In his first declaration Perez said that Villanueva came to see him in June of 1995. In the second declaration Perez said that Villanueva came in June of 1996. If we are to believe the first declaration, then Perez was allegedly informed of Jose Villanueva's confession before his plea bargain hearing in July of 1995. Yet Perez would have us believe that, despite hearing Jose Villanueva's confession and his promise to confess publicly in a year, Perez would have accepted a plea bargain offer of 14 years in prison. If we are to believe the second declaration, then Perez is in the position of, just two months before trial, promising Villanueva to wait a year before making any statements and telling his attorney he'll be happy to testify himself if Villanueva has not come forward within the year.
Perez's first declaration gives no indication that his prior counsel kept him from the stand against his will. Yet when the State of California emphasized this point in its response brief in the state habeas proceedings, Perez's second declaration described for the first time the argument with prior counsel and the behavior by counsel in keeping him from the stand that "shocked and upset" him (but not enough, apparently, to have included it in the first declaration).
In his first declaration Perez suggested that he did not take an active role in insisting that he be put on the stand: "I was willing to testify after the year went by, and had I testified, I would have brought this up. However, my [lawyer] never prepared me to take the stand and never called me to testify . . . ." Indeed, in the accompanying habeas petition, Perez merely alleged that his prior counsel had failed to obtain his informed consent before not having him testify. But in his second declaration, Perez recounted insisting that he be allowed to testify: "I responded to [prior counsel] that I needed to tell the judge the truth, and insisted that I wanted to testify, and that if it would make the judge angry, so be it." Perez stated that his attorney finally seemed to assent.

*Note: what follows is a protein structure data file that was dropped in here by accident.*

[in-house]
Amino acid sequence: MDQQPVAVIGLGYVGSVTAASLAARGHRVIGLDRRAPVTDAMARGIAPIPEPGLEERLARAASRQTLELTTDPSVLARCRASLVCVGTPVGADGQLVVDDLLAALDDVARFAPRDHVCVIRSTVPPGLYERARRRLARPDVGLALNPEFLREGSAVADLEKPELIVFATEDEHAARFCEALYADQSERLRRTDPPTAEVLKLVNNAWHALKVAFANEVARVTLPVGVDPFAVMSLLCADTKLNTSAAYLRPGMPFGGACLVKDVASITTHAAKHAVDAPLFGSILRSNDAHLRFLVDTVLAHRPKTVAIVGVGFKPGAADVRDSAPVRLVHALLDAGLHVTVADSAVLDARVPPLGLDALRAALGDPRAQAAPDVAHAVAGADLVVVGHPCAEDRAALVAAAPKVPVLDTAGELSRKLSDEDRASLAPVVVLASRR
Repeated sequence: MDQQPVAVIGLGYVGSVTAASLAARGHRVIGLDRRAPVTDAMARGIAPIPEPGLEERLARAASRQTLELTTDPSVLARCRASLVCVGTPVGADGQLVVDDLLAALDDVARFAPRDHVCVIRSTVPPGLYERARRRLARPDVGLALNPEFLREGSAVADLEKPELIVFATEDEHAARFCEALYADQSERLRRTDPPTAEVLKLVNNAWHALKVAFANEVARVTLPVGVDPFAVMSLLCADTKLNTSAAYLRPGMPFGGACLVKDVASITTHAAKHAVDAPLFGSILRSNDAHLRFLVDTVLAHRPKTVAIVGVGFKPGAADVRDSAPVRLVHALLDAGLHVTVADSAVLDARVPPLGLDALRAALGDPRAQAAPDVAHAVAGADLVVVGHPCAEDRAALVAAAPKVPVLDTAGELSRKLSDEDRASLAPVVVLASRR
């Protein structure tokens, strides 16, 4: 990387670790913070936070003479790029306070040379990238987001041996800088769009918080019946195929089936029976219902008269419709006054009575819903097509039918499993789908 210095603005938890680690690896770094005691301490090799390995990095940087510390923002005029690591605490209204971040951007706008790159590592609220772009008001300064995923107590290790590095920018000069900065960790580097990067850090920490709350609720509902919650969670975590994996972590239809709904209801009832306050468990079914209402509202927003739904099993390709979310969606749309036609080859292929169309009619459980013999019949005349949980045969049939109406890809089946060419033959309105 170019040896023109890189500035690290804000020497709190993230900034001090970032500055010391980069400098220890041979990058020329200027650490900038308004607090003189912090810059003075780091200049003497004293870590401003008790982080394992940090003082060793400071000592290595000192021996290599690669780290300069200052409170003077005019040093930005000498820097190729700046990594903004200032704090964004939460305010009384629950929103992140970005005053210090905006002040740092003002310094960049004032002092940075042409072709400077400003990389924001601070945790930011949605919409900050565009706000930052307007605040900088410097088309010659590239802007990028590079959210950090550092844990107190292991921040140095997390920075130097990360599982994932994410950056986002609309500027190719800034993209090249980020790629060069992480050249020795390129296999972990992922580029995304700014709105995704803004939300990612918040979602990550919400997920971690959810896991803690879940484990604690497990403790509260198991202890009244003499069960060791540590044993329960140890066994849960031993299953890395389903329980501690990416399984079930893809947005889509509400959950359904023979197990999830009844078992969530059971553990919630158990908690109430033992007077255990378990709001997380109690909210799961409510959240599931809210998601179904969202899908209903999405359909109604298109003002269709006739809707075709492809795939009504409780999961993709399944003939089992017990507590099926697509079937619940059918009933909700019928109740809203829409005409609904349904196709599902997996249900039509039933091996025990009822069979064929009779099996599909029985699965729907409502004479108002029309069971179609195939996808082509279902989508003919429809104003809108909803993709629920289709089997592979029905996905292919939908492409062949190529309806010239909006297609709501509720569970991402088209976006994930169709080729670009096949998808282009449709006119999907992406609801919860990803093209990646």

In his second declaration, Perez explained that he insisted on testifying and was "shocked and upset" when his attorney did not call him to the stand. Yet in a letter written to the trial judge after the trial, Perez indicated that his decision not to testify was voluntary. There is no hint of shock or upset. "Belive [sic] me," Perez wrote, "I wanted to take the stand but was advised not to."
Each of these numerous reasons for discrediting the story of Villanueva's confession, and especially of Perez's subsequent interactions with his attorney, is by itself telling. Combined, they make his story entirely doubtful. We therefore confidently defer to the California court's finding, without evidentiary hearing, that Perez's account is incredible.
Perez also urges that the district court erred in failing to grant an evidentiary hearing.4 We review for abuse of discretion. Villafuerte v. Stewart, 111 F.3d 616, 633 (9th Cir. 1997). That discretion, however, is constrained. Congress has specified circumstances in which a district court may not hold an evidentiary hearing. 28 U.S.C. § 2254(e) (2) (stating that, with exceptions, " [i]f the applicant has failed to develop the factual basis of a claim in State court proceedings, the court shall not hold an evidentiary hearing on the claim"). There are also judicially created constraints. See Townsend v. Sain, 372 U.S. 293, 83 S. Ct. 745, 9 L. Ed. 2d 770 (1963) (listing circumstances in which district courts should generally hold an evidentiary hearing).